By letting you enjoy the fresh breeze without the bugs, your window screens make warm weather a lot more pleasant. Because they stand in the path of insects, dust, pollen, leaves, and other airborne debris, though, window screens can get grimy fast.
Debris on your window screens is more than just unsightly. It can also weaken your screens and cause them to develop tears and holes faster. Clean window screens give you a better view and last longer, and they’re not hard to achieve.
Regular quick cleaning reduces the amount of grime that builds up on your screens, so they stay looking good for longer in between deep cleanings. Once a week, go over the screens with a microfiber cloth or duster.
For stuck-on debris, use a lint roller or strip of masking tape to gently pull off the debris without damaging the screen.
Vacuuming your screens is another option. Put on your vacuum’s brush attachment and test clean a corner of the screen. You should be able to move the brush attachment around freely over the screen’s surface.
If the suction pulls at the screen and makes the hose difficult to move, either reduce the vacuum’s suction or skip vacuuming to avoid stretching or otherwise damaging the screen. If the suction isn’t excessive, run the vacuum lightly over the whole screen without pressing.
Annual Deep Cleaning
To keep your window screens in top shape, give them a thorough cleaning once a year. Mid-spring is an ideal time for this.
Start by removing your screens from the windows. Place the screws and other hardware for each screen in separate sandwich bags. For screens on second-story windows, have a helper who can stabilize your ladder and assist in case of an accident.
Label each window frame, screen, and hardware bag as you go to make re-installation fast and easy. This way you’ll know screen 1 goes on window 1 using the hardware in bag 1 and so on.
Lay a tarp over the area where you’ll be cleaning the screens and lay the screens flat on the tarp. If you don’t have space outdoors to clean your window screens, use your bathtub.
Prepare the cleaning solution of your choice. While you can find commercial window screen cleaning products, there are also several easy DIY options:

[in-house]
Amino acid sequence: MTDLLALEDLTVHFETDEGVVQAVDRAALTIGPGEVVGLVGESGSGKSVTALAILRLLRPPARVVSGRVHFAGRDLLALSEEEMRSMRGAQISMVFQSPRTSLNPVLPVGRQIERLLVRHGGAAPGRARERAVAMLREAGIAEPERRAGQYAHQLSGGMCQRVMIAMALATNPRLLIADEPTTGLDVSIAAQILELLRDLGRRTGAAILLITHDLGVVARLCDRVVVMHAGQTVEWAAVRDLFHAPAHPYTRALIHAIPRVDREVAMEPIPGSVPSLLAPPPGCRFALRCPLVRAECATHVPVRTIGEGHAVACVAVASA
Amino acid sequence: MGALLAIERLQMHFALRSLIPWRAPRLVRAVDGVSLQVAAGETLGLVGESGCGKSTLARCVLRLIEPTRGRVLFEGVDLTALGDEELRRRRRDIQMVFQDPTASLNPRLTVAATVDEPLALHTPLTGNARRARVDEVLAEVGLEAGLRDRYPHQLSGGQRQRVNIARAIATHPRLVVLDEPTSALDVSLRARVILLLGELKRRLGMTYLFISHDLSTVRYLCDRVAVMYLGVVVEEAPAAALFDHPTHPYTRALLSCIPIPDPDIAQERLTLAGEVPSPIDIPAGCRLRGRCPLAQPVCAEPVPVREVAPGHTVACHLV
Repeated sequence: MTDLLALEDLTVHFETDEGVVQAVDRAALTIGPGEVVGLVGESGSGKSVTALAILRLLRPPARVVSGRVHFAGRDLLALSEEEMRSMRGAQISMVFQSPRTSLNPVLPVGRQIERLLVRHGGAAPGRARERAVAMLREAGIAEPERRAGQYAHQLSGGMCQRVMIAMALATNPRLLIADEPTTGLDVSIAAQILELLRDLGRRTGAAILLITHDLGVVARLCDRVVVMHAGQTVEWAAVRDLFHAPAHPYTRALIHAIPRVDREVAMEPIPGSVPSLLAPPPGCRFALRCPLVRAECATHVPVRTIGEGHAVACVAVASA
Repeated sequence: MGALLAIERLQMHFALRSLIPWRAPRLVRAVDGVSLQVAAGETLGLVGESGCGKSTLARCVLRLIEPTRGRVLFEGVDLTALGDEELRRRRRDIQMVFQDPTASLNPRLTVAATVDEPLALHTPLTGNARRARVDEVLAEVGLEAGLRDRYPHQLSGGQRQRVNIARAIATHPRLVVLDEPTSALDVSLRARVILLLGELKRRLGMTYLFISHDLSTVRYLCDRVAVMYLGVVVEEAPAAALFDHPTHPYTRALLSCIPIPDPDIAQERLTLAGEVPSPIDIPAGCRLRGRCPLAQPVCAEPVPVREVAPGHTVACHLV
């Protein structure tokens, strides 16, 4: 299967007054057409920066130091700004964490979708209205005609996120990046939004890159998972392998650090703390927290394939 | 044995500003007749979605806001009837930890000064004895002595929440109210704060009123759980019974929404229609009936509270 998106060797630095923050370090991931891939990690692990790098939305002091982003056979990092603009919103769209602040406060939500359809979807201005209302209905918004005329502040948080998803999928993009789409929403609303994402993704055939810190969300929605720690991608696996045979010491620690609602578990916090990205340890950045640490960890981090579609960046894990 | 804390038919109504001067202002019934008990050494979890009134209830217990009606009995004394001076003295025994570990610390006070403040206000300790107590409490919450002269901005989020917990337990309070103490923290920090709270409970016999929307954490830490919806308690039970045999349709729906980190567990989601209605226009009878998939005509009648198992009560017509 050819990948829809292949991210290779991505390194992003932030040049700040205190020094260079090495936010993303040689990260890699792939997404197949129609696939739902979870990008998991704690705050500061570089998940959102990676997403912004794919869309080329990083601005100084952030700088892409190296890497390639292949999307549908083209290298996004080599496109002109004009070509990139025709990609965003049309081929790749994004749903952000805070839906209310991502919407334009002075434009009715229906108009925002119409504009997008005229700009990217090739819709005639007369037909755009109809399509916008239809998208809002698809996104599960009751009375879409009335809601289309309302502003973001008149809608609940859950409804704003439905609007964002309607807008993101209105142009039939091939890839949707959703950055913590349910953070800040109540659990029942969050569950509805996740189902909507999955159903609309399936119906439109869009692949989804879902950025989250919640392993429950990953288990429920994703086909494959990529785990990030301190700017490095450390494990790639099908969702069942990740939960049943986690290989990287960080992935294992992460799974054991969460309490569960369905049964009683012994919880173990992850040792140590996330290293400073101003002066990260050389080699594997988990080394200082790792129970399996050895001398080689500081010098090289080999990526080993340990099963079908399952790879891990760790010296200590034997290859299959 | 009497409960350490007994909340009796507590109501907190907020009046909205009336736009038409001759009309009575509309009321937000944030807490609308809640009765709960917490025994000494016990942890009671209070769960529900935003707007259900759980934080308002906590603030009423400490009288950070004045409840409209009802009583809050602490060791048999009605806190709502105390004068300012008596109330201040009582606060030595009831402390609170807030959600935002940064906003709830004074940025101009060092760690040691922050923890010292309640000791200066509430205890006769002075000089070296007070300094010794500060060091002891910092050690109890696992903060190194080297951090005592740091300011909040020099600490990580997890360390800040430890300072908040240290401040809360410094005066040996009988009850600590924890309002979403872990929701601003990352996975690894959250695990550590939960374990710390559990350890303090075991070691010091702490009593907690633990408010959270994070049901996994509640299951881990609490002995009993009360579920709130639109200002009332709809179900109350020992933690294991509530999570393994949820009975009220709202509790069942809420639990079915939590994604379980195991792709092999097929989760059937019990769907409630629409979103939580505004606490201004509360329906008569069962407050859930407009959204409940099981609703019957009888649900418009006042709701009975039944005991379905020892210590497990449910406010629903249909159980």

- Moderately dirty screens – Mix 1 tbsp liquid dish soap in a 1/2 gallon of water. If you want a somewhat stronger formula, mix 3 parts water and 1 part vinegar, then add 1 tbsp liquid dish soap per cup of water/vinegar mixture.
- Very dirty screens – Mix 1 part ammonia in 3 parts water. For a little extra cleaning power, add 1 tbsp dish washing liquid per cup. Don’t use this cleaner on aluminum screens because ammonia can cause discoloration. Instead, stick with water and dish soap.
Pour the cleaner into a spray bottle. Spray down the screens with water from a garden hose or your bathtub tap. Spray cleaner onto both sides of the screen and let the cleaner soak in for five to 10 minutes.
Using a soft-bristled brush, such as an old tooth brush or child’s hairbrush, gently scrub the screen using minimal pressure. Try not to press or bend the screen. Wipe off the loosened grime and cleaner with a sponge. Pay particular attention to the corners and frame. Rinse the screen with your garden hose or bathtub tap.
Check for any dirt you missed and clean those spots again. Once your satisfied, thoroughly rinse the screen. Leftover residue will attract dust and other debris, causing the screen to get dirty faster and make it harder to clean.
Pick up each screen and gently shake it to remove any remaining water. Lean the screens against an upright object, such as the side of your house, to allow them to dry thoroughly. When they’re completely dry, they’re ready to be re-installed.
Deep Cleaning Fixed Screens
Sometimes it’s more practical to wash a screen while it’s still in place. This is often the case with sliding glass door screens, screens on upper story windows, and screens installed too tightly to be removed without damaging them.
For window screens that don’t have stuck-on debris, a thorough yet gentle vacuuming using your vacuum’s brush attachment might be enough. Alternatively, gently scrub the screen with a soft-bristled brush, then use a damp paper towel to sponge off the loosened debris.
For very dirty screens, spray the inside and outside of the screen with enough of your chosen cleaner to completely soak the screen. Use a large sponge or microfiber cloth to gently scrub both sides of the screen using minimal pressure.
Fold a bath towel in half, grab one end, and use the towel to lightly yet firmly smack the window screen working from the top down. This helps knock excess water off. Finally, use a clean microfiber towel to dry both sides of the screen. The downside of this method is that you’ll need to clean your windows afterward.
When you know how to clean your window screens efficiently, you’ll be more likely to get the job done when it’s needed. As long as you provide at least some regular maintenance, your annual deep cleaning will be fast and easy.